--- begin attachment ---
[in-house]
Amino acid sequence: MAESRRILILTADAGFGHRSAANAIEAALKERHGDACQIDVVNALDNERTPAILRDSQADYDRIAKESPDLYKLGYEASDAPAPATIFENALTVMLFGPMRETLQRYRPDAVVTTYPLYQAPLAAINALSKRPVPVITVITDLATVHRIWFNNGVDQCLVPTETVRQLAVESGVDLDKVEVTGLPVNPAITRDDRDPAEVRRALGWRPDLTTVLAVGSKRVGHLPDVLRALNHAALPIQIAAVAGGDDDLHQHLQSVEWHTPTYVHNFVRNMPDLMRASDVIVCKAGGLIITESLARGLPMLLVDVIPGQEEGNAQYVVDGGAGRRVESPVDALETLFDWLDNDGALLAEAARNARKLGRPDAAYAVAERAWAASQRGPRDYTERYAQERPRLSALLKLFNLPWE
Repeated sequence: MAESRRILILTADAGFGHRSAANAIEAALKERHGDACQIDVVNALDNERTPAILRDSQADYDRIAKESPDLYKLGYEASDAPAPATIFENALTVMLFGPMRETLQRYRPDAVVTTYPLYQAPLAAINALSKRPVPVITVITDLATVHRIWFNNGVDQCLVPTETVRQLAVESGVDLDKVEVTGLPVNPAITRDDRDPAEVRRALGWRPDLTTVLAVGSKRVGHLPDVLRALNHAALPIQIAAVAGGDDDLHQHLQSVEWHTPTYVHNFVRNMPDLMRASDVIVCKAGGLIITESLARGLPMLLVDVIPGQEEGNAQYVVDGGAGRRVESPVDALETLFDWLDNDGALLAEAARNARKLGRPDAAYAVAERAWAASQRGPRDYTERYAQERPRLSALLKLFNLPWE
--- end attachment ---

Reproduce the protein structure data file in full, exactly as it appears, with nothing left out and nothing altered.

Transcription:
[in-house]
Amino acid sequence: MAESRRILILTADAGFGHRSAANAIEAALKERHGDACQIDVVNALDNERTPAILRDSQADYDRIAKESPDLYKLGYEASDAPAPATIFENALTVMLFGPMRETLQRYRPDAVVTTYPLYQAPLAAINALSKRPVPVITVITDLATVHRIWFNNGVDQCLVPTETVRQLAVESGVDLDKVEVTGLPVNPAITRDDRDPAEVRRALGWRPDLTTVLAVGSKRVGHLPDVLRALNHAALPIQIAAVAGGDDDLHQHLQSVEWHTPTYVHNFVRNMPDLMRASDVIVCKAGGLIITESLARGLPMLLVDVIPGQEEGNAQYVVDGGAGRRVESPVDALETLFDWLDNDGALLAEAARNARKLGRPDAAYAVAERAWAASQRGPRDYTERYAQERPRLSALLKLFNLPWE
Repeated sequence: MAESRRILILTADAGFGHRSAANAIEAALKERHGDACQIDVVNALDNERTPAILRDSQADYDRIAKESPDLYKLGYEASDAPAPATIFENALTVMLFGPMRETLQRYRPDAVVTTYPLYQAPLAAINALSKRPVPVITVITDLATVHRIWFNNGVDQCLVPTETVRQLAVESGVDLDKVEVTGLPVNPAITRDDRDPAEVRRALGWRPDLTTVLAVGSKRVGHLPDVLRALNHAALPIQIAAVAGGDDDLHQHLQSVEWHTPTYVHNFVRNMPDLMRASDVIVCKAGGLIITESLARGLPMLLVDVIPGQEEGNAQYVVDGGAGRRVESPVDALETLFDWLDNDGALLAEAARNARKLGRPDAAYAVAERAWAASQRGPRDYTERYAQERPRLSALLKLFNLPWE